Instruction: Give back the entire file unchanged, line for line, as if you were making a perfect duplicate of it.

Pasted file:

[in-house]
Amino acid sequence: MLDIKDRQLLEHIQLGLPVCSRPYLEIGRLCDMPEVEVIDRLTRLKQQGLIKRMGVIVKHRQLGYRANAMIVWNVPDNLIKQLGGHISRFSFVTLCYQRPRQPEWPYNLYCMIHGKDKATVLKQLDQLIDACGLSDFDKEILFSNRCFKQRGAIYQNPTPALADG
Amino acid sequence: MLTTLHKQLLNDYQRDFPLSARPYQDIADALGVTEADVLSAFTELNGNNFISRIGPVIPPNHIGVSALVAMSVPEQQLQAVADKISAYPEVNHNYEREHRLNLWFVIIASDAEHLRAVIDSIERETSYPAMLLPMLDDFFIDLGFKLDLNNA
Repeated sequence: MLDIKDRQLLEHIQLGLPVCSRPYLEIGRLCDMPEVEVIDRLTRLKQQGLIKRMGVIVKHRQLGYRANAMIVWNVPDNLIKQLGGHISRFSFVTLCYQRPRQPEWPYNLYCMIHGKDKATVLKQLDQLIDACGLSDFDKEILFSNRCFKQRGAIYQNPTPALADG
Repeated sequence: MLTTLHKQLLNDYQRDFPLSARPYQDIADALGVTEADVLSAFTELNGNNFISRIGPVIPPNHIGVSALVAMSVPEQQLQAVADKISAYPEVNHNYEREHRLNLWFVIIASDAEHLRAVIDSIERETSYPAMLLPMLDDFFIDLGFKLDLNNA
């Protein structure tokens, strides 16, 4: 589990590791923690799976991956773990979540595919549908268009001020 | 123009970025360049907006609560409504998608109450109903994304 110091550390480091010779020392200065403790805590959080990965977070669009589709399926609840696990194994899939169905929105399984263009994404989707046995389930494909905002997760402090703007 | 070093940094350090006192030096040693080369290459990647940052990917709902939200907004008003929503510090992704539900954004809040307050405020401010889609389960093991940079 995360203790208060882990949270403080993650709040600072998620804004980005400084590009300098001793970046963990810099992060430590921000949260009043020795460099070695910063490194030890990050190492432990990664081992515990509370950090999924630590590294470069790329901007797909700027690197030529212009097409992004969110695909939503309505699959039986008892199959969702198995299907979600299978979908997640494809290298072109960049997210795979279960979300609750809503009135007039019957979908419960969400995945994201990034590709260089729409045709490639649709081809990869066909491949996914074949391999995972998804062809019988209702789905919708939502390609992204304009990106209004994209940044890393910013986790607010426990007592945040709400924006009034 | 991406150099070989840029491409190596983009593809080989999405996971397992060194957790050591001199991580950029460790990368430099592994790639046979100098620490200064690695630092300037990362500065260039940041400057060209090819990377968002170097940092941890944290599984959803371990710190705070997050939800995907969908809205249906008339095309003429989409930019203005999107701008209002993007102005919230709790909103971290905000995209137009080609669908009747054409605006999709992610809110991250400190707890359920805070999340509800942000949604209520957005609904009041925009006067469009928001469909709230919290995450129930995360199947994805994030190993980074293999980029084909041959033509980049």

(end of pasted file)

[in-house]
Amino acid sequence: MLDIKDRQLLEHIQLGLPVCSRPYLEIGRLCDMPEVEVIDRLTRLKQQGLIKRMGVIVKHRQLGYRANAMIVWNVPDNLIKQLGGHISRFSFVTLCYQRPRQPEWPYNLYCMIHGKDKATVLKQLDQLIDACGLSDFDKEILFSNRCFKQRGAIYQNPTPALADG
Amino acid sequence: MLTTLHKQLLNDYQRDFPLSARPYQDIADALGVTEADVLSAFTELNGNNFISRIGPVIPPNHIGVSALVAMSVPEQQLQAVADKISAYPEVNHNYEREHRLNLWFVIIASDAEHLRAVIDSIERETSYPAMLLPMLDDFFIDLGFKLDLNNA
Repeated sequence: MLDIKDRQLLEHIQLGLPVCSRPYLEIGRLCDMPEVEVIDRLTRLKQQGLIKRMGVIVKHRQLGYRANAMIVWNVPDNLIKQLGGHISRFSFVTLCYQRPRQPEWPYNLYCMIHGKDKATVLKQLDQLIDACGLSDFDKEILFSNRCFKQRGAIYQNPTPALADG
Repeated sequence: MLTTLHKQLLNDYQRDFPLSARPYQDIADALGVTEADVLSAFTELNGNNFISRIGPVIPPNHIGVSALVAMSVPEQQLQAVADKISAYPEVNHNYEREHRLNLWFVIIASDAEHLRAVIDSIERETSYPAMLLPMLDDFFIDLGFKLDLNNA
């Protein structure tokens, strides 16, 4: 589990590791923690799976991956773990979540595919549908268009001020 | 123009970025360049907006609560409504998608109450109903994304 110091550390480091010779020392200065403790805590959080990965977070669009589709399926609840696990194994899939169905929105399984263009994404989707046995389930494909905002997760402090703007 | 070093940094350090006192030096040693080369290459990647940052990917709902939200907004008003929503510090992704539900954004809040307050405020401010889609389960093991940079 995360203790208060882990949270403080993650709040600072998620804004980005400084590009300098001793970046963990810099992060430590921000949260009043020795460099070695910063490194030890990050190492432990990664081992515990509370950090999924630590590294470069790329901007797909700027690197030529212009097409992004969110695909939503309505699959039986008892199959969702198995299907979600299978979908997640494809290298072109960049997210795979279960979300609750809503009135007039019957979908419960969400995945994201990034590709260089729409045709490639649709081809990869066909491949996914074949391999995972998804062809019988209702789905919708939502390609992204304009990106209004994209940044890393910013986790607010426990007592945040709400924006009034 | 991406150099070989840029491409190596983009593809080989999405996971397992060194957790050591001199991580950029460790990368430099592994790639046979100098620490200064690695630092300037990362500065260039940041400057060209090819990377968002170097940092941890944290599984959803371990710190705070997050939800995907969908809205249906008339095309003429989409930019203005999107701008209002993007102005919230709790909103971290905000995209137009080609669908009747054409605006999709992610809110991250400190707890359920805070999340509800942000949604209520957005609904009041925009006067469009928001469909709230919290995450129930995360199947994805994030190993980074293999980029084909041959033509980049």